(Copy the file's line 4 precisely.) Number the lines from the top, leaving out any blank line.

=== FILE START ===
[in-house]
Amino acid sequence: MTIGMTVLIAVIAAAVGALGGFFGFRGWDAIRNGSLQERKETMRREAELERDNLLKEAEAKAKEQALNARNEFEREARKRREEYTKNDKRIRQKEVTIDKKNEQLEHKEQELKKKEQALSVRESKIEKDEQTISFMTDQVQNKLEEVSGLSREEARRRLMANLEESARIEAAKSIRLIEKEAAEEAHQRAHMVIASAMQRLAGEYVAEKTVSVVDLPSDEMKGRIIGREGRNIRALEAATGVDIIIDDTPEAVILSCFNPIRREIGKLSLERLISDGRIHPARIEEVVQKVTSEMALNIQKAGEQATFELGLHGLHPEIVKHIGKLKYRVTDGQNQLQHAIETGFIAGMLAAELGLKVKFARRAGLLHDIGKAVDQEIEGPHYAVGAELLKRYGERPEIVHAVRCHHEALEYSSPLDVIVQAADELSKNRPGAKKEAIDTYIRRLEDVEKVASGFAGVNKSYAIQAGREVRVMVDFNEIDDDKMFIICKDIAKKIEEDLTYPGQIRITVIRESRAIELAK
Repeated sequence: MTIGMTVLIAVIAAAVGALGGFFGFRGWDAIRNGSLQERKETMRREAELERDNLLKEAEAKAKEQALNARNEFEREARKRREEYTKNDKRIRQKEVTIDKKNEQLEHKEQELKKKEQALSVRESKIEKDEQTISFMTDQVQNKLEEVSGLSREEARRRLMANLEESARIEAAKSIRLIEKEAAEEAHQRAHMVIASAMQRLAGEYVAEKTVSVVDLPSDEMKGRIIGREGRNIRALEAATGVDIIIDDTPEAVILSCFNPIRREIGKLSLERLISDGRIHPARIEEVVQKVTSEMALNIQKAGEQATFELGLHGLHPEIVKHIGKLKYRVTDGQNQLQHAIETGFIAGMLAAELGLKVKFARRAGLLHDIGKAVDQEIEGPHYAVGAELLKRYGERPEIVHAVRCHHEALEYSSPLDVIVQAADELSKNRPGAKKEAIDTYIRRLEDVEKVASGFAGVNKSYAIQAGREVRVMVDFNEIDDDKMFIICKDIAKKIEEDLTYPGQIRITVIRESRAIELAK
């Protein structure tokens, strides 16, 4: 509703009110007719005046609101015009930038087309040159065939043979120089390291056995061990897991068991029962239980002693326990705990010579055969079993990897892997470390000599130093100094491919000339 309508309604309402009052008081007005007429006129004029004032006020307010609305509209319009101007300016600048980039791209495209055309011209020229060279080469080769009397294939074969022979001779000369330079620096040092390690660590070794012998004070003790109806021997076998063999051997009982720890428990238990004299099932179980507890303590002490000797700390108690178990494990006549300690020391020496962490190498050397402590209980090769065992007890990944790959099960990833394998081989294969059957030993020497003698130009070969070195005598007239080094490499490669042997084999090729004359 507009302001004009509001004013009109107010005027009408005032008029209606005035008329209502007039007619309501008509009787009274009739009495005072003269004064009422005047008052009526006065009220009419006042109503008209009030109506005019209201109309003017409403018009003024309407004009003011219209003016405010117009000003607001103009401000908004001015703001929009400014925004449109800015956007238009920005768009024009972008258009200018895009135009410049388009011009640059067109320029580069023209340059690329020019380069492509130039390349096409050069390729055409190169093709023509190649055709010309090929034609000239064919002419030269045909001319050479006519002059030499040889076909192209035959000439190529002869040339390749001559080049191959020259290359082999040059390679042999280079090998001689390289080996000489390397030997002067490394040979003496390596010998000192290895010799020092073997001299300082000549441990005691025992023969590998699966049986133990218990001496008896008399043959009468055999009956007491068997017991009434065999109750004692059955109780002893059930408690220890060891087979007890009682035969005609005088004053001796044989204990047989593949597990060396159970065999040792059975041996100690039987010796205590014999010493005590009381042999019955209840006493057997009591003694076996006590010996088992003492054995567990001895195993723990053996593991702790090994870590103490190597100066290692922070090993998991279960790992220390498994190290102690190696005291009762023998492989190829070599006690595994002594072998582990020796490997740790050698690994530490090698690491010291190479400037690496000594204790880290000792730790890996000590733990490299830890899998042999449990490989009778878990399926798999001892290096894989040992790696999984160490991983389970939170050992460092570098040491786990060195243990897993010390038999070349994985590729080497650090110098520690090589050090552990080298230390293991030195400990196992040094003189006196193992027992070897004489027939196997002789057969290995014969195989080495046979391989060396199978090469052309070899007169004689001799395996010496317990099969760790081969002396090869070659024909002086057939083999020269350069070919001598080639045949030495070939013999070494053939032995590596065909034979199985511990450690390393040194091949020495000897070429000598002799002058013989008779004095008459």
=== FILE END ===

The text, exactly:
């Protein structure tokens, strides 16, 4: 509703009110007719005046609101015009930038087309040159065939043979120089390291056995061990897991068991029962239980002693326990705990010579055969079993990897892997470390000599130093100094491919000339 309508309604309402009052008081007005007429006129004029004032006020307010609305509209319009101007300016600048980039791209495209055309011209020229060279080469080769009397294939074969022979001779000369330079620096040092390690660590070794012998004070003790109806021997076998063999051997009982720890428990238990004299099932179980507890303590002490000797700390108690178990494990006549300690020391020496962490190498050397402590209980090769065992007890990944790959099960990833394998081989294969059957030993020497003698130009070969070195005598007239080094490499490669042997084999090729004359 507009302001004009509001004013009109107010005027009408005032008029209606005035008329209502007039007619309501008509009787009274009739009495005072003269004064009422005047008052009526006065009220009419006042109503008209009030109506005019209201109309003017409403018009003024309407004009003011219209003016405010117009000003607001103009401000908004001015703001929009400014925004449109800015956007238009920005768009024009972008258009200018895009135009410049388009011009640059067109320029580069023209340059690329020019380069492509130039390349096409050069390729055409190169093709023509190649055709010309090929034609000239064919002419030269045909001319050479006519002059030499040889076909192209035959000439190529002869040339390749001559080049191959020259290359082999040059390679042999280079090998001689390289080996000489390397030997002067490394040979003496390596010998000192290895010799020092073997001299300082000549441990005691025992023969590998699966049986133990218990001496008896008399043959009468055999009956007491068997017991009434065999109750004692059955109780002893059930408690220890060891087979007890009682035969005609005088004053001796044989204990047989593949597990060396159970065999040792059975041996100690039987010796205590014999010493005590009381042999019955209840006493057997009591003694076996006590010996088992003492054995567990001895195993723990053996593991702790090994870590103490190597100066290692922070090993998991279960790992220390498994190290102690190696005291009762023998492989190829070599006690595994002594072998582990020796490997740790050698690994530490090698690491010291190479400037690496000594204790880290000792730790890996000590733990490299830890899998042999449990490989009778878990399926798999001892290096894989040992790696999984160490991983389970939170050992460092570098040491786990060195243990897993010390038999070349994985590729080497650090110098520690090589050090552990080298230390293991030195400990196992040094003189006196193992027992070897004489027939196997002789057969290995014969195989080495046979391989060396199978090469052309070899007169004689001799395996010496317990099969760790081969002396090869070659024909002086057939083999020269350069070919001598080639045949030495070939013999070494053939032995590596065909034979199985511990450690390393040194091949020495000897070429000598002799002058013989008779004095008459």